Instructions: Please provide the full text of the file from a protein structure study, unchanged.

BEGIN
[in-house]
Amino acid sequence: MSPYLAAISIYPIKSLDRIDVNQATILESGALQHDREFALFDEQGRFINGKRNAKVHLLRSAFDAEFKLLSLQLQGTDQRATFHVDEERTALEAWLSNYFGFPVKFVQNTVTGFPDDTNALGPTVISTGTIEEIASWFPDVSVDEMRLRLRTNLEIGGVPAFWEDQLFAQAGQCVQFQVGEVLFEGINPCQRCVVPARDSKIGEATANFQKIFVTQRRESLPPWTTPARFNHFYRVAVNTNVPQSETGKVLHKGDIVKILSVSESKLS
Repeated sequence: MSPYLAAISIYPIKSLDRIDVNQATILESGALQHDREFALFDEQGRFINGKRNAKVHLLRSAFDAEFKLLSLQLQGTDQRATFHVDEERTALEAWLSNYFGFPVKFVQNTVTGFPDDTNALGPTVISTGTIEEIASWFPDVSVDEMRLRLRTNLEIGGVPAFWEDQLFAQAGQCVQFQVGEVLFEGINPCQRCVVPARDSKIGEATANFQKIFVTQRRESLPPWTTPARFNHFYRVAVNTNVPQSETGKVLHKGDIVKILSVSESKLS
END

[in-house]
Amino acid sequence: MSPYLAAISIYPIKSLDRIDVNQATILESGALQHDREFALFDEQGRFINGKRNAKVHLLRSAFDAEFKLLSLQLQGTDQRATFHVDEERTALEAWLSNYFGFPVKFVQNTVTGFPDDTNALGPTVISTGTIEEIASWFPDVSVDEMRLRLRTNLEIGGVPAFWEDQLFAQAGQCVQFQVGEVLFEGINPCQRCVVPARDSKIGEATANFQKIFVTQRRESLPPWTTPARFNHFYRVAVNTNVPQSETGKVLHKGDIVKILSVSESKLS
Repeated sequence: MSPYLAAISIYPIKSLDRIDVNQATILESGALQHDREFALFDEQGRFINGKRNAKVHLLRSAFDAEFKLLSLQLQGTDQRATFHVDEERTALEAWLSNYFGFPVKFVQNTVTGFPDDTNALGPTVISTGTIEEIASWFPDVSVDEMRLRLRTNLEIGGVPAFWEDQLFAQAGQCVQFQVGEVLFEGINPCQRCVVPARDSKIGEATANFQKIFVTQRRESLPPWTTPARFNHFYRVAVNTNVPQSETGKVLHKGDIVKILSVSESKLS